23 Knights Model Toninelli, Biroli, Fisher, PRL 96, (2006). Rigorous proofs that –p c <1 –Transition is discontinuous* –Transition has diverging correlation length* *based on conjecture of anisotropic critical behavior in directed percolation

24 A k-Core Variant We introduce force-balance constraint to eliminate self-sustaining clusters Cull if k<3 or if all neighbors are on the same side k=3 24 possible neighbors per site Cannot have all neighbors in upper/lower/right/left half

25 The discontinuity c increases with system size L If transition were continuous, c would decrease with L Discontinuous Transition? Yes Fraction of sites in spanning cluster

26 Pc<1? Yes Finite-size scaling If p c = 1, expect p c (L) = 1-Ae -BL Aizenman, Lebowitz, J. Phys. A 21, 3801 (1988) We find We actually have a proof now that p c <1 (Jeng, Schwarz)

27 Diverging Correlation Length? Yes This value of collapses the order parameter data with For ordinary 1st-order transition,

28 Diverging Susceptibility? Yes How much is removed by the culling process?

29 BUT Exponents for k-core variants in d=2 are different from those in mean-field! Mean fieldd=2 Why does Point J show mean-field behavior? Point J may have critical dimension of d c =2 due to isostaticity (Wyart, Nagel, Witten) Isostaticity is a global condition not captured by local k- core requirement of k neighbors Henkes, Chakraborty, PRL 95, (2005).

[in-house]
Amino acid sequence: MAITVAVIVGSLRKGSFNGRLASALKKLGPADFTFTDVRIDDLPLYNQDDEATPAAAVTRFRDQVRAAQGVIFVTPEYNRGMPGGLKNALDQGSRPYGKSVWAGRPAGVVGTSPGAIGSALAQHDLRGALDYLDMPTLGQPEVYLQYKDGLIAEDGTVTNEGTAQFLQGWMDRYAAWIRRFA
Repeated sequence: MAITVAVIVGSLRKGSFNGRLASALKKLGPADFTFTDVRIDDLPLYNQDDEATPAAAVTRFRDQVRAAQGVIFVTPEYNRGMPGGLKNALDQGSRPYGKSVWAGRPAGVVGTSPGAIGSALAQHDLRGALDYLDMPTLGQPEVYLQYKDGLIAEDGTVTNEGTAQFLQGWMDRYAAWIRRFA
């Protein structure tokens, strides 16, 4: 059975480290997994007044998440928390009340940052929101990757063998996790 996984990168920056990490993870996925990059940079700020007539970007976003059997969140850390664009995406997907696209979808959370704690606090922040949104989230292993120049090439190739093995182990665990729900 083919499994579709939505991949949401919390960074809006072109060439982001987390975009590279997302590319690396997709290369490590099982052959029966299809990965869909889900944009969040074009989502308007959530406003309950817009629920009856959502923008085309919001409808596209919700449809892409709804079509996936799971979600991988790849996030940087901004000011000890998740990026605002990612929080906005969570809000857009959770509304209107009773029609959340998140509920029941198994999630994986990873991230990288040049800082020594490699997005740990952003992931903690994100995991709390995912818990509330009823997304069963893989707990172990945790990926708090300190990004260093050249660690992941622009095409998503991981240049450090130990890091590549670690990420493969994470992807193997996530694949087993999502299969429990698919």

30 Similarity to Other Models The discontinuity & exponents we observe are rare but have been found in a few models –Mean-field p-spin interaction spin glass (Kirkpatrick, Thirumalai, Wolynes) –Mean-field dimer model (Chakraborty, et al.) –Mean-field kinetically-constrained models (Fredrickson, Andersen) –Mode-coupling approximation of glasses (Biroli,Bouchaud) These models all exhibit glassy dynamics!! First hint of UNIVERSALITY in jamming

31 To return to beginning…. Recall random k-SAT Point J Hope you like jammin, too! r rk*rk* rkrk - c 0 E=0 E>0

32 Point J is a special point Common exponents in different jamming models in mean field! But different in finite dimensions Hope you like jammin, too! Thanks to NSF-DMR DOE DE-FG02-03ER46087 Conclusions T xy 1/ J

33 Continuous K-Core Percolation Appears to be associated with self-sustaining clusters For example, k=3 on triangular lattice p c =0.6921±0.0005, M. C. Madeiros, C. M. Chaves, Physica A (1997). p=0.4, before culling p=0.4, after culling p=0.6, after culling p=0.65, after culling Self-sustaining clusters dont exist in sphere packings

34 E.g. k=3 on square lattice There is a positive probability that there is a large empty square whose boundary is not completely occupied After culling process, the whole lattice will be empty Straley, van Enter J. Stat. Phys. 48, 943 (1987). M. Aizenmann, J. L. Lebowitz, J. Phys. A 21, 3801 (1988). R. H. Schonmann, Ann. Prob. 20, 174 (1992). C. Toninelli, G. Biroli, D. S. Fisher, Phys. Rev. Lett. 92, (2004). No Transition Until p=1 Voids unstable to shrinkage, not growth in sphere packings

35 Point J and the Glass Transition Point J only exists for repulsive, finite-range potentials Real liquids have attractions Attractions serve to hold system at high enough density that repulsions come into play (WCA) Repulsion vanishes at finite distance U r